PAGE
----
Back in 2009, Facebook unveiled Facebook Connect, a new feature for website and app developers to implement for users signing into apps. By simply tapping the "Connect with Facebook" button, it lets new users skip the account creation step and use their existing Facebook accounts to quickly and efficiently get started with a new app.
It was a breakthrough feature for Facebook at the time, designed ostensibly to make it easy for consumers having to memorize dozens of account passwords for each app you use. In turn, by sharing your Facebook data, app developers are able to better personalize the experience using your profile information and friends list to, as Facebook states in its developer guide, "build value by connecting people together".
And in the nine years since its initial implementation, we've seen just how valuable the renamed Facebook Login service and the data it aggregates for developers has become. A staggering number of apps and games offer that familiar blue button as a simplified way of onboarding new users with just a few taps, all while quietly skimming their profile for relevant personal information and contact lists.
We've seen Facebook account data used in apps to effectively target potential voters in both the 2012 and 2016 U.S. Presidential Elections, with the latter causing more than a bit of controversy for Facebook over the last month.
Which brings us up to today in 2018, with Facebook set to facing questions in front of Congress in the coming weeks regarding how it allowed the personal data of over 50 million Facebook users to pass through a third-party app and into the hands of Cambridge Analytica, a British political consulting and data analysis firm alleged to have used the data to target specific Facebook users with messages designed to stoke anxieties and personal biases all in an effort to support the Trump presidential campaign.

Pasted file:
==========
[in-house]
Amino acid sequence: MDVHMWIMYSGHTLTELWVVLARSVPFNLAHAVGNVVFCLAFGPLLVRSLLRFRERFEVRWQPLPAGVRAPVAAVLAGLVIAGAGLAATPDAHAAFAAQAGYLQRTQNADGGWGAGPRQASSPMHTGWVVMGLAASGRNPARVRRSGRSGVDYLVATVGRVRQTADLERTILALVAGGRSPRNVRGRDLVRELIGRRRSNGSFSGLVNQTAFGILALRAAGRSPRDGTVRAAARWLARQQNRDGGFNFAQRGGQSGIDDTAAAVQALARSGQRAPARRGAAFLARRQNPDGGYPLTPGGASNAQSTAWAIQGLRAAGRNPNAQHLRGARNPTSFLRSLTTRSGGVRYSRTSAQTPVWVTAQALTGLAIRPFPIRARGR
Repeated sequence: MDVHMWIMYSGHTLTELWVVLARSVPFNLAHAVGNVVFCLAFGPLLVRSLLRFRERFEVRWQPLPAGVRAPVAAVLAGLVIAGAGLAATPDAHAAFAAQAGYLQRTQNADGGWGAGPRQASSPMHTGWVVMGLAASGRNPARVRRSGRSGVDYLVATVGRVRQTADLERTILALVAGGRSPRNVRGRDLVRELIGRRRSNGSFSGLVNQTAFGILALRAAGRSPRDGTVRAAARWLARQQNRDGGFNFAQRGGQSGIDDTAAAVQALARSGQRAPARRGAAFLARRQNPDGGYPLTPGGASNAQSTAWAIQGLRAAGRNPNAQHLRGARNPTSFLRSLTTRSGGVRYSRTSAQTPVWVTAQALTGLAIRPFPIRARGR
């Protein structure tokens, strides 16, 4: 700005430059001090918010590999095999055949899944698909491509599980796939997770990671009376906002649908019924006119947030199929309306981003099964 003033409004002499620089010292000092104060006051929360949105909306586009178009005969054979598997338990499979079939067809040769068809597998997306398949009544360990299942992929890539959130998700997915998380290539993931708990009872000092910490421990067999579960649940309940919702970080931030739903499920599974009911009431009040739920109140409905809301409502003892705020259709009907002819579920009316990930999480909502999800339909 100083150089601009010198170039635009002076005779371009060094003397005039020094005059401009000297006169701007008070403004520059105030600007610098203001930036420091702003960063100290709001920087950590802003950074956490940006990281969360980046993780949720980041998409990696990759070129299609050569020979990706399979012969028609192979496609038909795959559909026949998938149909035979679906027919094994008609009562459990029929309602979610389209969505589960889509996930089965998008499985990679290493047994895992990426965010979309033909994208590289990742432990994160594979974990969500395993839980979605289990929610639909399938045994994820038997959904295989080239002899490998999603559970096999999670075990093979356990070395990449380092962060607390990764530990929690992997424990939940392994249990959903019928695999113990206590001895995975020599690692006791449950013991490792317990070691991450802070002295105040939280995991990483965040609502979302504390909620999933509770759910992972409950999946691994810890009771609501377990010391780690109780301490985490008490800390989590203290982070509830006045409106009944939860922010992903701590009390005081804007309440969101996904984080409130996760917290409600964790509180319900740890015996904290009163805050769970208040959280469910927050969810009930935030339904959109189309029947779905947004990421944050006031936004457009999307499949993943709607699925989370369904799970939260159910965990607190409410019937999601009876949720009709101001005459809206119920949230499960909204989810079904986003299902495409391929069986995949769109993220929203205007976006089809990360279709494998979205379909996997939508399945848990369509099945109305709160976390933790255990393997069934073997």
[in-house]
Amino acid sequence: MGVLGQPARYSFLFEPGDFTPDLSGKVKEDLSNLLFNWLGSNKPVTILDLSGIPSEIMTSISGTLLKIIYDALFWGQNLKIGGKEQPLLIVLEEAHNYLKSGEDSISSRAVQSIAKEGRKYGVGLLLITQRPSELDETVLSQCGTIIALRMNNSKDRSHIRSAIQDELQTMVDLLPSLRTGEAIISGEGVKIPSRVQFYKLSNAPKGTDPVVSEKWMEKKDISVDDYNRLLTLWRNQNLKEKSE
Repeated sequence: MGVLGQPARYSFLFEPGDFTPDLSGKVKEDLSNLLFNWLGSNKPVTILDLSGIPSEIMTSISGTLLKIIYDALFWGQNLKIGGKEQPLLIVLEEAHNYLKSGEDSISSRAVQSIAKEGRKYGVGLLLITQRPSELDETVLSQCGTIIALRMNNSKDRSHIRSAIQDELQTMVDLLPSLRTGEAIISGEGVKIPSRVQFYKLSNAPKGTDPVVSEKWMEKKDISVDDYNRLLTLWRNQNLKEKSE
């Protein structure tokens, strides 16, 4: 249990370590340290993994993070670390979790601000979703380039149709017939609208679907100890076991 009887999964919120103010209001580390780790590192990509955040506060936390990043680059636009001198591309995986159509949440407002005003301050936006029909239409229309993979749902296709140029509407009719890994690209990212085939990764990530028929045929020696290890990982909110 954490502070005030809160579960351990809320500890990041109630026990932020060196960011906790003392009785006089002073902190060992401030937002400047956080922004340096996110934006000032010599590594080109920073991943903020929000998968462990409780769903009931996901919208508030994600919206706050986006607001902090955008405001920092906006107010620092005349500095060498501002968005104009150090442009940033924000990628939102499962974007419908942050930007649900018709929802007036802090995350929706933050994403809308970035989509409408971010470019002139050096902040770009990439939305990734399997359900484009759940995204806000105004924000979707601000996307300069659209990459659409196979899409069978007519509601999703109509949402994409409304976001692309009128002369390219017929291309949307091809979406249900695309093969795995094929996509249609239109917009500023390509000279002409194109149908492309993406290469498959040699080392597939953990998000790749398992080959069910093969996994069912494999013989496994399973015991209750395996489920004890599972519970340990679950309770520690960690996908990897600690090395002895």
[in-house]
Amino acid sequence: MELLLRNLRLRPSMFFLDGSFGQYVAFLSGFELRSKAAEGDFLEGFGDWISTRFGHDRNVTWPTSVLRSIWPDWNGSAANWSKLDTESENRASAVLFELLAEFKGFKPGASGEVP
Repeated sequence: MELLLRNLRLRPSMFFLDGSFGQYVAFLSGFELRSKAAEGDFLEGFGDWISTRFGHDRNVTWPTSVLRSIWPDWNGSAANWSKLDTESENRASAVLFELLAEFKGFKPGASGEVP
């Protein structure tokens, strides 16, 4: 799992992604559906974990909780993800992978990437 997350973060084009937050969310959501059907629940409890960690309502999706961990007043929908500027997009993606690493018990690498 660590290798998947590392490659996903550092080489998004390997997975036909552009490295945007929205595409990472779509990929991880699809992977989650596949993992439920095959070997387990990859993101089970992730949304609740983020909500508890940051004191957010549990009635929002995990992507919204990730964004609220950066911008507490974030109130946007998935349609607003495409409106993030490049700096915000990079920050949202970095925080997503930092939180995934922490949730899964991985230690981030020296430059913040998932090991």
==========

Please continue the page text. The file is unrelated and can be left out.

- READ: There is 'good' data collection and then there's Facebook, and you need to know the difference
Politics aside, the scandal around Facebook's handling of user data has convinced many to consider deleting their Facebook account altogether — but that has proven to be easier said than done. Facebook has been wildly successful at becoming the go-to place for keeping tabs on your friends, and because of this, it's also a really effective tool for app developers looking to use your network of friends to build out its own user base faster than otherwise possible.
Facebook highlights over 60 apps on its developer site that have successfully implemented Facebook Login to great success, whether to create better user engagement and make it easier for them to convince you that so many people you know are also using the app. If you know you're among friends using an app you're probably going to continue to use that app moving forward — it's essentially an extension of the sticky way Facebook keep you coming back for more, and it's an incredibly efficient way for app developers to instantly collect a pool of data for any new user that signs up.